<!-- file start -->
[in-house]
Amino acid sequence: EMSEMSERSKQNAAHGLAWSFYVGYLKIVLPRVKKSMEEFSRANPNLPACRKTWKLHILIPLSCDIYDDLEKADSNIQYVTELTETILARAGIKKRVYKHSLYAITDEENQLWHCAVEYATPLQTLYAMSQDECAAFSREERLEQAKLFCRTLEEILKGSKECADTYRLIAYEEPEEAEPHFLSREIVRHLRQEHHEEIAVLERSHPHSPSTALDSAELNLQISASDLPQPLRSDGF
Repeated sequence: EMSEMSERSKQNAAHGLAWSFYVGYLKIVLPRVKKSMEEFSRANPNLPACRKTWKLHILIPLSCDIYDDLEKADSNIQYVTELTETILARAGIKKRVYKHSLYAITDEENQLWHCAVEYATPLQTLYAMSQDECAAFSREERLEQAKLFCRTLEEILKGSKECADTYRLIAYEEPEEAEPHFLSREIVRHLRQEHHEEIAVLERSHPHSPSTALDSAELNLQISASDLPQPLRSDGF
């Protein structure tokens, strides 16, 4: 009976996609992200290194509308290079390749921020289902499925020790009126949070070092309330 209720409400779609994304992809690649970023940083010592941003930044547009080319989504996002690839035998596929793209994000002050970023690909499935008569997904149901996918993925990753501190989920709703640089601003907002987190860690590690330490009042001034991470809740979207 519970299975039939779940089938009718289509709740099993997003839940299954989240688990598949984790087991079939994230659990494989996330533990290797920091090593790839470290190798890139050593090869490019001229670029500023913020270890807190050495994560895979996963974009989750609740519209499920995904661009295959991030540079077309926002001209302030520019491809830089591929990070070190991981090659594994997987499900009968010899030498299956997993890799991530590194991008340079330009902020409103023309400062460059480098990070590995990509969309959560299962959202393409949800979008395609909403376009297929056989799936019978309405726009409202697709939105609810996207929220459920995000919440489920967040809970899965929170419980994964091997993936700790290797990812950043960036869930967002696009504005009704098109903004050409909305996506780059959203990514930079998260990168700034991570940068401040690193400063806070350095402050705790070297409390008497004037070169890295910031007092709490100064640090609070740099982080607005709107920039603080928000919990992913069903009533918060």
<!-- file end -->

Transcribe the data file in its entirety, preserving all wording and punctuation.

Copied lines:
[in-house]
Amino acid sequence: EMSEMSERSKQNAAHGLAWSFYVGYLKIVLPRVKKSMEEFSRANPNLPACRKTWKLHILIPLSCDIYDDLEKADSNIQYVTELTETILARAGIKKRVYKHSLYAITDEENQLWHCAVEYATPLQTLYAMSQDECAAFSREERLEQAKLFCRTLEEILKGSKECADTYRLIAYEEPEEAEPHFLSREIVRHLRQEHHEEIAVLERSHPHSPSTALDSAELNLQISASDLPQPLRSDGF
Repeated sequence: EMSEMSERSKQNAAHGLAWSFYVGYLKIVLPRVKKSMEEFSRANPNLPACRKTWKLHILIPLSCDIYDDLEKADSNIQYVTELTETILARAGIKKRVYKHSLYAITDEENQLWHCAVEYATPLQTLYAMSQDECAAFSREERLEQAKLFCRTLEEILKGSKECADTYRLIAYEEPEEAEPHFLSREIVRHLRQEHHEEIAVLERSHPHSPSTALDSAELNLQISASDLPQPLRSDGF
């Protein structure tokens, strides 16, 4: 009976996609992200290194509308290079390749921020289902499925020790009126949070070092309330 209720409400779609994304992809690649970023940083010592941003930044547009080319989504996002690839035998596929793209994000002050970023690909499935008569997904149901996918993925990753501190989920709703640089601003907002987190860690590690330490009042001034991470809740979207 519970299975039939779940089938009718289509709740099993997003839940299954989240688990598949984790087991079939994230659990494989996330533990290797920091090593790839470290190798890139050593090869490019001229670029500023913020270890807190050495994560895979996963974009989750609740519209499920995904661009295959991030540079077309926002001209302030520019491809830089591929990070070190991981090659594994997987499900009968010899030498299956997993890799991530590194991008340079330009902020409103023309400062460059480098990070590995990509969309959560299962959202393409949800979008395609909403376009297929056989799936019978309405726009409202697709939105609810996207929220459920995000919440489920967040809970899965929170419980994964091997993936700790290797990812950043960036869930967002696009504005009704098109903004050409909305996506780059959203990514930079998260990168700034991570940068401040690193400063806070350095402050705790070297409390008497004037070169890295910031007092709490100064640090609070740099982080607005709107920039603080928000919990992913069903009533918060």